What are your thoughts on VC firms setting up specific funds to reach ‘overlooked’ founders from BAME, LGBTQ, disabled and other minority groups?

I believe this is a smart move as there are many ambitious founders with brilliant ideas in parts of our society that are chronically underfunded. Reaching this untapped potential could lead to huge financial reward for both founders and investors. Also, it’s important for venture capital to differentiate, so having this clear focus will be beneficial for the success of these funds.

What is Speedinvest doing to tackle this topic, both in terms of expanding your portfolio, as well as your internal team?

As many other firms, we are taking the right steps in hiring and investing in more diverse talent. And, as with many others, it feels that we are moving too slowly. It can be extremely difficult, particularly outside of the core hubs like London, as this industry has been so historically dominated by white, male graduates. So you need to break this pattern by building and growing your own talent. This is not a task for the impatient, but true diversity will only make us stronger.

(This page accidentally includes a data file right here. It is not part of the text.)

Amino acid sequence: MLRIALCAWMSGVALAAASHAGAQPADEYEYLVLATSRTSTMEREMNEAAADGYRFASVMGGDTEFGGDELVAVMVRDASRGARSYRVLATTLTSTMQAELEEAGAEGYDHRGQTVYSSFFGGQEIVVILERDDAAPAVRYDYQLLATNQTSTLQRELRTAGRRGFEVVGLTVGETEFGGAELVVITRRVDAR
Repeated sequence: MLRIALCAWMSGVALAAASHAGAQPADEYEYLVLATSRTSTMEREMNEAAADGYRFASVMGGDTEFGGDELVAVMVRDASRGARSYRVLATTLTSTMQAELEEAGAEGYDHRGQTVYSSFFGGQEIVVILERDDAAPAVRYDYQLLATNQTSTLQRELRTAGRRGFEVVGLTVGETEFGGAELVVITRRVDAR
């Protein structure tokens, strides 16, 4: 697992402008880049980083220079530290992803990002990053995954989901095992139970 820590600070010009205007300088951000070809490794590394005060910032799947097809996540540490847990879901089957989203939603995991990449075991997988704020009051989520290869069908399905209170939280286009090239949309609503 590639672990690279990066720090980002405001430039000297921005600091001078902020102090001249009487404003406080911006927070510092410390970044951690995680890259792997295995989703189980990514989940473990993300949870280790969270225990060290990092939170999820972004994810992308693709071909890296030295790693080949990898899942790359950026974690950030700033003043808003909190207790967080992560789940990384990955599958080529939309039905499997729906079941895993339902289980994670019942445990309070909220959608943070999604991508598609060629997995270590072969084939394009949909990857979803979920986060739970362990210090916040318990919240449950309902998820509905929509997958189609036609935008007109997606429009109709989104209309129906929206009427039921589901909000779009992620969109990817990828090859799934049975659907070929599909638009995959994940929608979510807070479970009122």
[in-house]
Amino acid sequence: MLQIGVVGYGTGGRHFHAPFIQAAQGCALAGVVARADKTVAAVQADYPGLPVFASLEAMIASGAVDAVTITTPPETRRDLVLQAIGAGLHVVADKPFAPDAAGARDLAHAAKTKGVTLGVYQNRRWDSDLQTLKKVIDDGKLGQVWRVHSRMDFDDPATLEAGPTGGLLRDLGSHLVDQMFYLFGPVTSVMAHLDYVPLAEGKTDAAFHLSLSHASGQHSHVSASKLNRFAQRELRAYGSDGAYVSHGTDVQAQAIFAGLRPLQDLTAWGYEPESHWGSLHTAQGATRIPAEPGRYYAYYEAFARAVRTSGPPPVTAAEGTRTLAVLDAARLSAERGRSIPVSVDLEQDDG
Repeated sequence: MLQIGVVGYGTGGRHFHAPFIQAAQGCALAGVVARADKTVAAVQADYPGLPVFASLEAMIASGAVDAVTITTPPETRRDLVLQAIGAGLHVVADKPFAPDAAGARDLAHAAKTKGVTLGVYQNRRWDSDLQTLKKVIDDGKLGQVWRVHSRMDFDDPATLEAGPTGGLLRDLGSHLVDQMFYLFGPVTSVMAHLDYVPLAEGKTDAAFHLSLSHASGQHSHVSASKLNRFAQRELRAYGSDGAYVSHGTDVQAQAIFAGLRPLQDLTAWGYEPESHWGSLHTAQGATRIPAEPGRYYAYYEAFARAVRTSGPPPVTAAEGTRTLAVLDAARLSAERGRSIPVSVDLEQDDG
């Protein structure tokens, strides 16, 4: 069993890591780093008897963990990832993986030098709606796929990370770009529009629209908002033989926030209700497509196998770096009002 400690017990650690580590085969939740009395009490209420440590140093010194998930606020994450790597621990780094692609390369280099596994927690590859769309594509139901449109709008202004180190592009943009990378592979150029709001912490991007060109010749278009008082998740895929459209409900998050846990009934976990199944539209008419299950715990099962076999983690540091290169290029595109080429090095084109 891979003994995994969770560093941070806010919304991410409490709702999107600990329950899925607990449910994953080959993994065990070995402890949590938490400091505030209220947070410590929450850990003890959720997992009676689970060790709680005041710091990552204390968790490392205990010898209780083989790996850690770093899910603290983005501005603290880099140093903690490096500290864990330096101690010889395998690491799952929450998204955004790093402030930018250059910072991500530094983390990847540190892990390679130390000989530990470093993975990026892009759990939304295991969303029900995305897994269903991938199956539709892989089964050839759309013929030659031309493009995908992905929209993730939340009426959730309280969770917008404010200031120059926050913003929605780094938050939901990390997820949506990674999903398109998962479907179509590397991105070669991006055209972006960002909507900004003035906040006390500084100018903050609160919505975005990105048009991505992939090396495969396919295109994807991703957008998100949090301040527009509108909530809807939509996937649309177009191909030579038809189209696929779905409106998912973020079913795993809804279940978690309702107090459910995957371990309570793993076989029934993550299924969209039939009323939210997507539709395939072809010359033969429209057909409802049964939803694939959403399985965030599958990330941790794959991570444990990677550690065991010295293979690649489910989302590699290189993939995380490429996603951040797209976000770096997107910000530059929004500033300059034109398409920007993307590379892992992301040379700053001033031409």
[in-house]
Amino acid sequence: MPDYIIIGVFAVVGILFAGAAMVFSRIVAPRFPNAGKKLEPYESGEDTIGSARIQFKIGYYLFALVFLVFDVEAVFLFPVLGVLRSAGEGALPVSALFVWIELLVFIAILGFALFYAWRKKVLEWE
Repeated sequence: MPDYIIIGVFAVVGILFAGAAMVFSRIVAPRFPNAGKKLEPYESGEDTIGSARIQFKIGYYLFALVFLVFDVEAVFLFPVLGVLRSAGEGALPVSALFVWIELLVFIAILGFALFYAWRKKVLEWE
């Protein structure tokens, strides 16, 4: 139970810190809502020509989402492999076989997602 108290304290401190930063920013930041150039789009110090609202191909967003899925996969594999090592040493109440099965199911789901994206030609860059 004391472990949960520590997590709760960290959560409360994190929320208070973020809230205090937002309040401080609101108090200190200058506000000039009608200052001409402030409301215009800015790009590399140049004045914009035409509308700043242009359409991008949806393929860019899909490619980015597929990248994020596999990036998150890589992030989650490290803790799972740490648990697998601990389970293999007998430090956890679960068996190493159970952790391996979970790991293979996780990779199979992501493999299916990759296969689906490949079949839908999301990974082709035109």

What’s on the cards for Speedinvest for the rest of 2020 and 2021? Any exciting projects we should look forward to?

Nine years in, we have found our strategic sweet spot – offering a unique combination of sector-focused investment teams and a super-charged professional services unit that supports horizontally. Personally, I am enjoying this part of our development very much, as now it’s all about scaling and optimising – a task that is far easier than “building the product”, as my startup founders can attest. And yes, this will mean new funds and new initiatives, but all moving in one clear direction.